Automating manual repetitive tasks is a no-brainer.
For employers, it means workers focus on high-productivity work. For employees, it means the satisfaction of a meaningful workplace.
So why are there still so many tasks that look like these?
- Copy-and-paste from system A to system B.
- Do these 28 clicks for each item in a list.
- Pull data out of a PDF and input it into a form.
After reviewing the work of thousands of automations at Scribe, I’m convinced that automation is hard because people focus on the wrong part.
The focus tends to be on automation building — how software can be used to convert a task into an automation. However, starting there is almost always a mistake.
Inside every lollipop automation is a tootsie roll center of a process, a series of steps that make up the work. Successful automation begins with a close examination of the steps.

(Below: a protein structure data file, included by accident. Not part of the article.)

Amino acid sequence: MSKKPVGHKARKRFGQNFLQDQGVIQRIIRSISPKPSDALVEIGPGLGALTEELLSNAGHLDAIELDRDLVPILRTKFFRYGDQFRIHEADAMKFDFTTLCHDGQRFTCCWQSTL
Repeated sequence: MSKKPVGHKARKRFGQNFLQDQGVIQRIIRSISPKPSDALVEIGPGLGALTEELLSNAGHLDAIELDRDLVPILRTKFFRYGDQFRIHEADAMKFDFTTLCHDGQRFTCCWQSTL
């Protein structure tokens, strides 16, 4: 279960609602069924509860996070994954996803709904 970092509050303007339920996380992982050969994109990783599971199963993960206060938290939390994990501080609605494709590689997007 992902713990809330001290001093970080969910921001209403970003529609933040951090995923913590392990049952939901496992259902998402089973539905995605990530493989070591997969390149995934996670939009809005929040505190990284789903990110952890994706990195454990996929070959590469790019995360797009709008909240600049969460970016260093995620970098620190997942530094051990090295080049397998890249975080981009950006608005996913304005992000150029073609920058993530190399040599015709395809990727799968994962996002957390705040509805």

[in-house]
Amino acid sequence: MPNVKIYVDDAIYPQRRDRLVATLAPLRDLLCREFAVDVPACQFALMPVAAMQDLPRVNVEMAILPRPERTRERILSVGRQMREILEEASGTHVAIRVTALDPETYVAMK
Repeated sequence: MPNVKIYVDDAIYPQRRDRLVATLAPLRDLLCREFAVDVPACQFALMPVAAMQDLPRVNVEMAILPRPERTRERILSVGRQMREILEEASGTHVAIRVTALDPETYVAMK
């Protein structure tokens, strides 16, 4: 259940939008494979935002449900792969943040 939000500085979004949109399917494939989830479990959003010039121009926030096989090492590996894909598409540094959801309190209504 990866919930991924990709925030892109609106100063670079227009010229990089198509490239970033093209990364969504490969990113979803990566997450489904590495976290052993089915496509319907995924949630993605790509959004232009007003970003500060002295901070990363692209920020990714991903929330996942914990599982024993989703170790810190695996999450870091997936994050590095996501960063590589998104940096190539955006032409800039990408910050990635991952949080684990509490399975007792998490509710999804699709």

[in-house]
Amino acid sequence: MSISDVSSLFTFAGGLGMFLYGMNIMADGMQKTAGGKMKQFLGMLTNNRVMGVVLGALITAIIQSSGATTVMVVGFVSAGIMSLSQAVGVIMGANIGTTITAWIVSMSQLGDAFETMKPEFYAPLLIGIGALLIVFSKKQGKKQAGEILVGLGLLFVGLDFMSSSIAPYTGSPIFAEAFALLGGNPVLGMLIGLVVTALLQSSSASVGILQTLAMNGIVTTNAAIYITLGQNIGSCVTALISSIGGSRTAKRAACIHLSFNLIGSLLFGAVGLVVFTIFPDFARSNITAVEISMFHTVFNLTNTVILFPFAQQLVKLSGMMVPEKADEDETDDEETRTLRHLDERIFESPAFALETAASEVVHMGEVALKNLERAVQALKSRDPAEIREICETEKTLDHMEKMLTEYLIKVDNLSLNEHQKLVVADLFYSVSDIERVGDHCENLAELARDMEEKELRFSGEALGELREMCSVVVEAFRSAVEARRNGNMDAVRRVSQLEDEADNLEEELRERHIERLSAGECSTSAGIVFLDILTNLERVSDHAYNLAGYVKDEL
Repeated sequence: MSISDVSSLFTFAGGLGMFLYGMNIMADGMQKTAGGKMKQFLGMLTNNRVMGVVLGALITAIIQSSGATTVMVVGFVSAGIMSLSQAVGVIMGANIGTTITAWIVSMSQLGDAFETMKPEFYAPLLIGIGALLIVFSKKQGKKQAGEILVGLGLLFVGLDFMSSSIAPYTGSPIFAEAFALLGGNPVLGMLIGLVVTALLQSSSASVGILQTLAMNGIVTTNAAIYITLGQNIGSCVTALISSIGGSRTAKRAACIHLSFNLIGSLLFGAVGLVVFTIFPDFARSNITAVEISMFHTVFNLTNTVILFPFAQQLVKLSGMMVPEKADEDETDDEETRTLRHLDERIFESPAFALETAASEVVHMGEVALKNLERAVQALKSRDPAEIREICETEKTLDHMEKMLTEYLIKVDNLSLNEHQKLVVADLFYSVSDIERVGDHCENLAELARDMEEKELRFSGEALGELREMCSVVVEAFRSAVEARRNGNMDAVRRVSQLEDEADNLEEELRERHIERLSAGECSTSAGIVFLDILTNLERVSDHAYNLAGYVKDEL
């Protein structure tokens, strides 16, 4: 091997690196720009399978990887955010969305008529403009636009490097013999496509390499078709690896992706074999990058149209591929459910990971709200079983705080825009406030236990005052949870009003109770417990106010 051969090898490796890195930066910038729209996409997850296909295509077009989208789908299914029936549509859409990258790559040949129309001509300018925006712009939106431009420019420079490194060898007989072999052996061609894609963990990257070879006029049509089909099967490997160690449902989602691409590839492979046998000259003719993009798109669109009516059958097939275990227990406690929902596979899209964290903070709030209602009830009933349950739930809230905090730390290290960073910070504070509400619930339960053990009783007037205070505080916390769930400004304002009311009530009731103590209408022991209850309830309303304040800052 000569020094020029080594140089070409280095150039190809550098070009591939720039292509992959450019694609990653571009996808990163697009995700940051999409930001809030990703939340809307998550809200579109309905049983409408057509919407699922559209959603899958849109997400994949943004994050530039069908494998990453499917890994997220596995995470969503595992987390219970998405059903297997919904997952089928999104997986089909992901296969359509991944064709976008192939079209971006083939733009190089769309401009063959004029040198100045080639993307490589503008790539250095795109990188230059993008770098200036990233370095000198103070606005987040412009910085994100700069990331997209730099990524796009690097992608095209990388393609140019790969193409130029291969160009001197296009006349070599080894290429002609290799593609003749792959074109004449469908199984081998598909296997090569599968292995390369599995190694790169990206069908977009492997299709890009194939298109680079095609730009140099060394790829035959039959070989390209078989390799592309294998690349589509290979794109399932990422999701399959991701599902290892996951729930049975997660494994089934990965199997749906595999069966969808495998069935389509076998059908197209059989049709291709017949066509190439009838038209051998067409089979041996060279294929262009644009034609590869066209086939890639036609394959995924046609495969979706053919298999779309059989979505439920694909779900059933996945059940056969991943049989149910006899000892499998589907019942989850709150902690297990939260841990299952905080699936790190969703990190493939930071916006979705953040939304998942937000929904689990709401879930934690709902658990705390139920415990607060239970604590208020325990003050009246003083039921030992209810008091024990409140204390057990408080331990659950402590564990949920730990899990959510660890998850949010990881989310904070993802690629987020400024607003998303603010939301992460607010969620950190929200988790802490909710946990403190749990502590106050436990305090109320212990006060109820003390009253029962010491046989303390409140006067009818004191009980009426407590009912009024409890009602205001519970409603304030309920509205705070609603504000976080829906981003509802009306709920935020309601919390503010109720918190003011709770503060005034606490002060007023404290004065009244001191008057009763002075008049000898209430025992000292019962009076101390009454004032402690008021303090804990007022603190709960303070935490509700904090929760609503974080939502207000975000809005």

The reason why those steps are so important is twofold:
- The automation is going to have to replicate each step in detail in order to get the work done. In everything from marketing to email protection with a DMARC report, automation is necessary. A missed step that an employee doing the task takes for granted can be the difference between success and failure.
- More importantly, some of the steps may have to be updated prior to the automation process. Humans are great at fuzzy logic, machines are not. Typically, that’s not a problem, but it does require careful forethought before jumping to building automation.
For this reason, at Scribe, we put defining a process at the center of how automations get built. We want to make it as easy as possible to create step-by-step guides of your tasks... so we build a tool that does it for you.
From there, we have a source of truth about what needs to be automated. This makes building complicated automations manageable and makes shorter ones as easy as pie. Ultimately, this makes the embarking on automation journey all that much tastier.
If you’re curious about unwrapping the sweet benefits of automation, I’d love to talk.